It is apparent that Europe is no longer leading but following the American model. It is a model that has wreaked havoc all over the world and one that is doomed to failure for it eliminates the most essential component of a thriving economy: a prospering middle class.

Saddled by unimaginable debt and the debilitating combination of tax cuts for the elite and uncontrollable military spending, America will go down first. Soon America’s fate will be in the hands of its foreign creditors. When the chips are called in (as they inevitably must be), America will decline. She may well attempt to reclaim her glory by asserting her military might but, as all the world save a handful of neocons in Washington already know, the military dominance model failed decades if not centuries ago.

At that crossing, Europe will face a choice: Whether to blindly follow the American path of unrestricted, global free enterprise or to strike out in a new direction. If she chooses the former, she will inherit America’s former clientele, the international corporate monoliths, only to discover, as America did, that the clients have become the masters and the masters have become the slaves. She may suffer under an illusion of prosperity for a spell but the illusion will soon dissipate and the spectacle of spiral descent will be visited upon much of the world.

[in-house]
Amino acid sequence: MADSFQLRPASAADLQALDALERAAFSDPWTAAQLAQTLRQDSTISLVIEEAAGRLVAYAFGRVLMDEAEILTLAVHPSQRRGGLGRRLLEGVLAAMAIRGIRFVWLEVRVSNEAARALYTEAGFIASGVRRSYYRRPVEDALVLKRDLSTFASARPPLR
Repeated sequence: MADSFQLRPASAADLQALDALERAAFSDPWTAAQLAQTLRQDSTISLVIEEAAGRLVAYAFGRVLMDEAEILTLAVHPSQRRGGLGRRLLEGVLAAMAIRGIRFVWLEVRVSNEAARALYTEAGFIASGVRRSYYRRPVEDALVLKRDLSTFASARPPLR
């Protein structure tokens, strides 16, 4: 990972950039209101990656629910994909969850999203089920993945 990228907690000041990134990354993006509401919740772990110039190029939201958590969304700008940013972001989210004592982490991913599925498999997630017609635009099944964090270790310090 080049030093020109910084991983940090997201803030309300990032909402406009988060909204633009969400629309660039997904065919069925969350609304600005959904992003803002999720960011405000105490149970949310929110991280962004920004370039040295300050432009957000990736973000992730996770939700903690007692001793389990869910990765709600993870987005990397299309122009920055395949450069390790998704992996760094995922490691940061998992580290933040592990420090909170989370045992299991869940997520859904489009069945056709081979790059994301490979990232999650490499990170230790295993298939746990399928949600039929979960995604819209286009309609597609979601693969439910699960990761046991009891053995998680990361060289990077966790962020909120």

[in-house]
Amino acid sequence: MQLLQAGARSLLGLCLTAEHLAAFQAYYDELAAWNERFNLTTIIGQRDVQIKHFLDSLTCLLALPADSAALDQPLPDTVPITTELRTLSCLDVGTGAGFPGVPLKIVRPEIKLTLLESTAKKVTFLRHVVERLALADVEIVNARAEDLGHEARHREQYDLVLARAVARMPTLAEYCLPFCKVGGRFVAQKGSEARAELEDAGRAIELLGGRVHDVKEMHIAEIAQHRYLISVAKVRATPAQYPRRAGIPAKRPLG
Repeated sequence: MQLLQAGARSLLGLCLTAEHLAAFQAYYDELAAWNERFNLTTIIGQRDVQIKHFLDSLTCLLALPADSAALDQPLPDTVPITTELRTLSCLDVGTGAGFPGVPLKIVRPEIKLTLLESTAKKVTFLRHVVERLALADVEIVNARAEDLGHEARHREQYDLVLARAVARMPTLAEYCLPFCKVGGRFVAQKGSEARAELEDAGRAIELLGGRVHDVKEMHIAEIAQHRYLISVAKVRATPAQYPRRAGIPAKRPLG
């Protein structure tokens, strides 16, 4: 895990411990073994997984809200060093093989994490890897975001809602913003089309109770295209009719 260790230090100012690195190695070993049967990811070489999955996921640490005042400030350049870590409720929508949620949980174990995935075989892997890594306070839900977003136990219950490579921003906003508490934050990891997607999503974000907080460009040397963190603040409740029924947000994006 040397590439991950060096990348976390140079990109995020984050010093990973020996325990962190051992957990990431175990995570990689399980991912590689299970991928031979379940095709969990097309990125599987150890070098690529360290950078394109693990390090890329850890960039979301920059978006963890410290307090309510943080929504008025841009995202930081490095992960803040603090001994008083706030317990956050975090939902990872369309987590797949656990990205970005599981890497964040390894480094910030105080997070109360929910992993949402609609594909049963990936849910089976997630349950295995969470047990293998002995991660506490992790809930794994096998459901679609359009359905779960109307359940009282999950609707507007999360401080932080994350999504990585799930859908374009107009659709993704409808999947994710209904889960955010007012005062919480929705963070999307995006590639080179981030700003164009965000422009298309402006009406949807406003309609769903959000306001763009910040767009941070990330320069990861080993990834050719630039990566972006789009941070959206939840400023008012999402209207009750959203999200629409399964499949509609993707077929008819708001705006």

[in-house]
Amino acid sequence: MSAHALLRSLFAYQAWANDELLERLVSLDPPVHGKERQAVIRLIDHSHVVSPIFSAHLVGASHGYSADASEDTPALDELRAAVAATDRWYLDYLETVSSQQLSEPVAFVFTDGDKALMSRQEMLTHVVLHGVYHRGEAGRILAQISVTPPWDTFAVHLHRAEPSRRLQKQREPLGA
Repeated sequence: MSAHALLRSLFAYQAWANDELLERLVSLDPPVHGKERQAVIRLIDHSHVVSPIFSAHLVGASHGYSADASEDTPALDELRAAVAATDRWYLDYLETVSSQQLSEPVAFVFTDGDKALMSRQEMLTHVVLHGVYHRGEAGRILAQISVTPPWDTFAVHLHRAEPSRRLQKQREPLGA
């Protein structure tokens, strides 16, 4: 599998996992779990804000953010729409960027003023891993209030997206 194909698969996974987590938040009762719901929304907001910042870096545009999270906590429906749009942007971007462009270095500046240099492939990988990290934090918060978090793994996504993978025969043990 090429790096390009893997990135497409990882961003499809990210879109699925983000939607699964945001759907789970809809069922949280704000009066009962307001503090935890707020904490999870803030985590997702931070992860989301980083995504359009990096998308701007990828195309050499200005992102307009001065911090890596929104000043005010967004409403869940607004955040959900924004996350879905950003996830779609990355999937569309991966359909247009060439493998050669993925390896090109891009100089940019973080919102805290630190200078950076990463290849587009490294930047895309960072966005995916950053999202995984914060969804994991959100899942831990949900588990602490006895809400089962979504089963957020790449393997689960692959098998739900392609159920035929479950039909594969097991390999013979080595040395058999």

If she chooses a new path, she must discover an old friend.

America is afflicted with an impairment that Europe does not share. Americans are terrorized by words. What is cause for reflection and debate in European circles sends Americans into convulsive fits of madness. The mere mention of the word “socialism” shuts off all discourse, oblivious to the stone cold fact that America’s emergence from the Great Depression was largely a function of socialistic medicine.

If the world is to be saved from the coming fall, Europe must follow the path that is currently sweeping through Latin America in response the wholesale failures of neo-liberal globalism.

Far from the defunct Soviet model or the flawed Cuban model, we must find a way to blend the virtues of socialism with the vibrancy of capitalism. A viable economic system must be founded on an open social and political system that guarantees the fundamental rights of humankind, including the rights of labor.

It must be supported by an education system that sacrifices nationalistic propaganda in favor of the free flow of knowledge and information, a principle that must also be translated into a free and open press.

The Soviet Union did not fall because socialism failed. It fell because of its oppressive, closed political system, a system that fostered massive corruption, and an ideologically driven prohibition on free enterprise. We are now discovering that uncontrolled capitalism with an ideologically driven prohibition on government regulation and social safeguards is equally prone to corruption and preordained for demise.

If we are to avoid that failure and the catastrophic collapse that will follow, we must create a balance, a hybrid that allows for both equity and prosperity, individual innovation and social responsibility.

It begins with a rediscovery, reaffirmation and globalization of the inalienable rights of labor.